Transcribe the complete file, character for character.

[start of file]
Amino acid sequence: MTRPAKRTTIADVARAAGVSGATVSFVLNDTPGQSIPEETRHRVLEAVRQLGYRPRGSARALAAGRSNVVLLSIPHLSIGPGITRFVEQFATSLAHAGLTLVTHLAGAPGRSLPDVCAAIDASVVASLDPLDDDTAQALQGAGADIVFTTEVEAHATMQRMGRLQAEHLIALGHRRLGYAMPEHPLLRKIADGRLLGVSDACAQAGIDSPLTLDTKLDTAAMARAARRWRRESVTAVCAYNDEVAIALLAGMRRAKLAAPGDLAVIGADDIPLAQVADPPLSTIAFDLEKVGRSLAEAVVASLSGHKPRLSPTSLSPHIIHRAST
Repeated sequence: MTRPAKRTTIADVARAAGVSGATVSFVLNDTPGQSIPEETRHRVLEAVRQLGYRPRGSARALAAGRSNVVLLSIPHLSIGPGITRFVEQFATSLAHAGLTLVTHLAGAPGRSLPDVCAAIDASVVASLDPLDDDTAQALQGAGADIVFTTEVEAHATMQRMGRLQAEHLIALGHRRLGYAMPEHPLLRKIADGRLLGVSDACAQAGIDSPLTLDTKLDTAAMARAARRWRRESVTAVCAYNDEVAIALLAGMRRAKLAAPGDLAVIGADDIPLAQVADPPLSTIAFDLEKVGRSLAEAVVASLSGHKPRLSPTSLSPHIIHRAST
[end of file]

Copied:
Amino acid sequence: MTRPAKRTTIADVARAAGVSGATVSFVLNDTPGQSIPEETRHRVLEAVRQLGYRPRGSARALAAGRSNVVLLSIPHLSIGPGITRFVEQFATSLAHAGLTLVTHLAGAPGRSLPDVCAAIDASVVASLDPLDDDTAQALQGAGADIVFTTEVEAHATMQRMGRLQAEHLIALGHRRLGYAMPEHPLLRKIADGRLLGVSDACAQAGIDSPLTLDTKLDTAAMARAARRWRRESVTAVCAYNDEVAIALLAGMRRAKLAAPGDLAVIGADDIPLAQVADPPLSTIAFDLEKVGRSLAEAVVASLSGHKPRLSPTSLSPHIIHRAST
Repeated sequence: MTRPAKRTTIADVARAAGVSGATVSFVLNDTPGQSIPEETRHRVLEAVRQLGYRPRGSARALAAGRSNVVLLSIPHLSIGPGITRFVEQFATSLAHAGLTLVTHLAGAPGRSLPDVCAAIDASVVASLDPLDDDTAQALQGAGADIVFTTEVEAHATMQRMGRLQAEHLIALGHRRLGYAMPEHPLLRKIADGRLLGVSDACAQAGIDSPLTLDTKLDTAAMARAARRWRRESVTAVCAYNDEVAIALLAGMRRAKLAAPGDLAVIGADDIPLAQVADPPLSTIAFDLEKVGRSLAEAVVASLSGHKPRLSPTSLSPHIIHRAST